By: Muneeb Arshid
Who knew a film about ski jumping would actually work out. Granted, it has Hugh Jackman and Taron Egerton as part of its cast, but seriously, it’s a film about ski jumping! Eddie the Eagle is the real-life story of British Olympian Eddie “The Eagle” Edwards, who charmed the pants off of the Calgarians at the 1988 Winter Olympics.
The film chronicles the life of Eddie (Taron Egerton) as he overcomes many difficulties over his life and career, training and dreaming of going to the Olympics one day. His obstacles begin as a child when he is shown to have severe knee problems hindering him from fully competing in physical activity. However, Eddie is able to overcome all of the challenges and eventually make it to the Olympics albeit whilst attempting to find his place amidst a plethora of sports along the way.
During Eddie’s journey of honing his new skills for ski jumping, he leaves his home in England for the Ski Jumping training facility in Germany and encounters a very disgruntled Hugh Jackman playing the snow groomer Bronson Peary. As we find out through the film, Peary was actually a world-class American ski-jumper who also competed at the Olympics. There are some liberties taken with Jackman’s entire arc since the real story actually takes place in Lake Placid, New York and does not contain a Peary at all. But, that wouldn’t be quite so entertaining on the big screen now, would it? However, the inclusion of Jackman into the film may have brought the studio funding for the film, but it also created a situation that has been seen many, many times in sports biopics before: a cliche character. Peary is a disgraced man who is very reliant on his flask of alcohol and fell out with the American team and his coach Warren Sharp (Christopher Walken) during his competition days. If that description doesn’t describe the cliche typecast of his character, then nothing will. There is, however, nothing to fault Jackman for his portrayal of the unwilling “coach” for Eddie. He is able to transition from playing a drunk to a character who is beginning his transition to redemption, not only in his own life but as a means of proving his worth to his old mentor as well. What lingers in your mind during the film is just how clichéd Jackman’s character is, regardless of how fun he ends up being.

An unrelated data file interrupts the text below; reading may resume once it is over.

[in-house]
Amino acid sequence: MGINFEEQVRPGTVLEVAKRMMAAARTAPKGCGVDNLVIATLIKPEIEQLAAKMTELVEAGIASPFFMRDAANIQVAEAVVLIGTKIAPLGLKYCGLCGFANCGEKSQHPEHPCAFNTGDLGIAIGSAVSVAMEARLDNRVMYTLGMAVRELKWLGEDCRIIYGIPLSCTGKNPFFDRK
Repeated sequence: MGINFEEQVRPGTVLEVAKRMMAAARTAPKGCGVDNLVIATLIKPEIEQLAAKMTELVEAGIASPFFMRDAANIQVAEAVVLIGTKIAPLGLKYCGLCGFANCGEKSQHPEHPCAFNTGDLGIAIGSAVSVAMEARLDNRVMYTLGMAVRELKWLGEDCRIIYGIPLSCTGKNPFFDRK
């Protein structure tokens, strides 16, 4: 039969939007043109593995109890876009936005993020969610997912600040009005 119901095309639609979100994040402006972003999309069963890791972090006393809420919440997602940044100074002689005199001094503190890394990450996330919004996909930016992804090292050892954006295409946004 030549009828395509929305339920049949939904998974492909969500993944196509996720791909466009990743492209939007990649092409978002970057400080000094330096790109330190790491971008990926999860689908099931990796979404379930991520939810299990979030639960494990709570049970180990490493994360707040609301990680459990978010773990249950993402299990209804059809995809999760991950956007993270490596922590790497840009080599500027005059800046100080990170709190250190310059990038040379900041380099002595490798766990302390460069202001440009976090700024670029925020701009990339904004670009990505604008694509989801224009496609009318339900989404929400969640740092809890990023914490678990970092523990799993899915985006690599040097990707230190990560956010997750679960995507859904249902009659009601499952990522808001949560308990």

Egerton, on the other hand, seemed like a very weird casting choice based on the trailers. However, considering that this is a Matthew Vaughn production, it made a whole lot of sense why he was cast as Eddie. If you take a side-by-side with the actual Eddie, there is actually quite a bit of resemblance between the two men. There was also a feeling that Egerton’s characterization would get quite annoying during the film, but that wasn’t the case at all. Egerton portrays Eddie as a very sweet, hard-working and determined athlete intent on making it to the Olympics, despite the fact that his dream irks his father (Keith Allen) who felt that Eddie was wasting his time and should work with him and earn an honest living as a plasterer.
The film is technically classified as a comedy and as such, there are a few comedic moments in the film, most pertaining to Eddie himself as he is quite a goofy character with a very light-hearted personality. His interactions with Hugh Jackman’s Peary were also quite funny with Eddie regularly commenting on Peary’s shortcomings in life as a person and sportsman. There was a bit of discrepancy in terms of how funny the rest of the audience found it compared to me. There were major outbursts of laughter from the admittedly small crowd, but nothing that I reciprocated at their level. However, I was smiling all the way through with a few chuckles at said comedic moments.
One aspect that truly stands out about the film are the ski jumping sequences themselves. Cinematographer George Richmond has used beautiful panning shots especially those at the top of the ski jump. One such sequence is when Eddie decides to attempt the 70 metre jump for the first time with very little prior training. To give the audience a little perspective on that height, Richmond pans the camera from the stairs leading to the top and stops at a point behind Eddie where we’re given a perspective of what Eddie would see straight ahead past the training center itself. The camera then slowly moves down showing the audience the immense task that faces Eddie down that slope. It’s an absolutely beautiful sequence which allows the audiences to gain a perspective as to what ski jumpers have in their visual fields at the beginning of their jumps.
The biggest achievement that Eddie the Eagle accomplishes is the fact that it is able to deliver a film about a sport like ski jumping in such a way that it does not start to feel tedious or boring as the sport itself may feel to the general sports audience (no disrespect to the sport itself). It tells the story of Eddie Edwards and his determination to make it to the Olympics in a way that is surprisingly interesting but also fun, mostly due to the characters themselves, albeit flaws with said characters.
Eddie the Eagle gets a very solid score of B- (7.2/10).